Blane W. Conklin, «Arslan Tash I and other Vestiges of a Particular Syrian Incantatory Thread», Vol. 84 (2003) 89-101
The first part of this article is a new translation and interpretation of the first incantational plaque from Arslan Tash in northern Syria. Each of the three succeeding sections identifies and discusses elements of this incantation that find resonance in texts from Ugarit, Egypt, and the Hebrew Bible, respectively. At Ugarit we find texts predating Arslan Tash which describe incantational activity involving Horon and the Sun-deity, both of whom are present in the Arslan Tash text, and who have similar roles in the two traditions. Horon is also present in Egypt during the last centuries of the city of Ugarit, and is there also associated with the Sun-deity and performs similar functions as at Arslan Tash. In the Passover account of Exod 12 there are several elements in common with Arslan Tash, albeit in the distinctive form that might be expected in the theological and literary tradition of the Hebrew Bible.
New Kingdom34. The specific evidence for the presence of Horon is instructive. The earliest evidence of Horon’s presence in Egypt is a proper name in a papyrus dating to the 18th dynasty. There are six plaques found in a foundation deposit near the Great Sphinx in Giza that date to the reign of Amonhotep II (early 18th dynasty, late 15th century) which describe him as "beloved of H9auron-Harmakhis". Harmakhis is the Great Sphinx, the image of the Sun-deity35, and in these plaques as in other artifacts particularly from the 19th dynasty, Horon is identified with the Great Sphinx of Giza. After that, he is mentioned on a door-frame inscription by Tutankhamon (late 18th dynasty, mid-14th century) in Giza.
In the 19th dynasty the evidence for Horon’s cult in Egypt is more abundant 36. Seti I added an inscription to a door-jamb belonging originally to Amonhotep II where he mentions Horon. Several private votive stelae from the 19th dynasty mention Horon. There is a good amount of evidence specifically from the time of Ramses II (successor to Seti I). In the delta, a statue found at Tanis describes Ramses II as "beloved of H9auron ", as does a granite column in a military outpost west of Alexandria. A Rameside votive sphinx mentions "H9auron of the Lebanon". On the west bank of Thebes, there are, from the same period, several amulets with Horon and Shed together exercising power over dangerous desert animals. Perhaps the most famous and instructive reference to Horon is found in the Harris Magical Papyrus (501), dating to the late 19th dynasty. Horon, along with fellow Canaanite deities ‘Anat and Reshep, are invoked for protection against wild desert animals. Horon, referred to as "Valiant Shepherd", renders wolf-fangs useless, and is entreated along with Horus to let none of the harmful beasts enter the cultivated field 37.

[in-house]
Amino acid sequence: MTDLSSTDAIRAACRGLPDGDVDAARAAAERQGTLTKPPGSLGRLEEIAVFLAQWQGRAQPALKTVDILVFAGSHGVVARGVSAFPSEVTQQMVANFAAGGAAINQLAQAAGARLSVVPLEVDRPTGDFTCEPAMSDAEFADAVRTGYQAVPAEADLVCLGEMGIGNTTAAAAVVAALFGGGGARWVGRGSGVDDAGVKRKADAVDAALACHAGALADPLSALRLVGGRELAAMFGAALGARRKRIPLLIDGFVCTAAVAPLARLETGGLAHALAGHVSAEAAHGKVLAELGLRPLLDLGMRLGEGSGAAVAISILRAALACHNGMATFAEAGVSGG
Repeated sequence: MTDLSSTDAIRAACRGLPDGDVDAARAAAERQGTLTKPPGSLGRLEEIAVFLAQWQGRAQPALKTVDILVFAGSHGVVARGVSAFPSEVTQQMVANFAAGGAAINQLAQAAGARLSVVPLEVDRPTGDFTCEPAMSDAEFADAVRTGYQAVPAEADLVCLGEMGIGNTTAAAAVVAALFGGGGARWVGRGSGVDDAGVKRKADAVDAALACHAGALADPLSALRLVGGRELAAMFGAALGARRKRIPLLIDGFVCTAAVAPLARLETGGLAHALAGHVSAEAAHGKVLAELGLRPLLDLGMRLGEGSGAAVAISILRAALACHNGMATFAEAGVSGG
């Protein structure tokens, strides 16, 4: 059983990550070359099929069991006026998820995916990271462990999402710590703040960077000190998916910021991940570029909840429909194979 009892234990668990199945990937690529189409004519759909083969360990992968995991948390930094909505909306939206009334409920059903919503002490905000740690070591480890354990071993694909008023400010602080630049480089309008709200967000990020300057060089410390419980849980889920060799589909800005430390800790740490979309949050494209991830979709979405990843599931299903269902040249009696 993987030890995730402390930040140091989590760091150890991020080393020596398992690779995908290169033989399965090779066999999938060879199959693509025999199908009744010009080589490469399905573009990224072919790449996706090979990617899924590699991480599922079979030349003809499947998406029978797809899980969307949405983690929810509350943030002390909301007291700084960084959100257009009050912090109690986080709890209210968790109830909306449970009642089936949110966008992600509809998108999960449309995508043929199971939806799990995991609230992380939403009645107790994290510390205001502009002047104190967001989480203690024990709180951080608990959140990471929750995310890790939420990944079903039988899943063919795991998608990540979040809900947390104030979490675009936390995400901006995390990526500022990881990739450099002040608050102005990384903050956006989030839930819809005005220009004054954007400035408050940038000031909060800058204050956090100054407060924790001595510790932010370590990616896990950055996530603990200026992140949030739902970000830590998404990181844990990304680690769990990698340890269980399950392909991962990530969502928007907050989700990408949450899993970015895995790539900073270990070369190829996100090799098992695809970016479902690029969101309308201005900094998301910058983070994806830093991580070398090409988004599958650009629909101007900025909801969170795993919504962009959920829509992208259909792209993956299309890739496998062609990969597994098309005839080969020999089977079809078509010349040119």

These data link Horon with four different kings across the 18th and 19th dynasties, Amonhotep II, Tutankhamon, Seti I, and Ramses II; and associate him with the sun-deity (as at Ugarit, see section 2 above). Horon is found on Gizan door-post inscriptions in both the 18th and 19th dynasties; and most importantly, he is invoked to keep dangerous animals out of domesticated areas on the Theban west bank.
IV. Exodus 12 and the "First Passover"
Cross and Saley38 were the first to recognize that the importance of the doorposts in AT1, the mzzt (line 26), may very well be compared to the apotropaic application of the lamb’s blood on the tzzm of the houses of the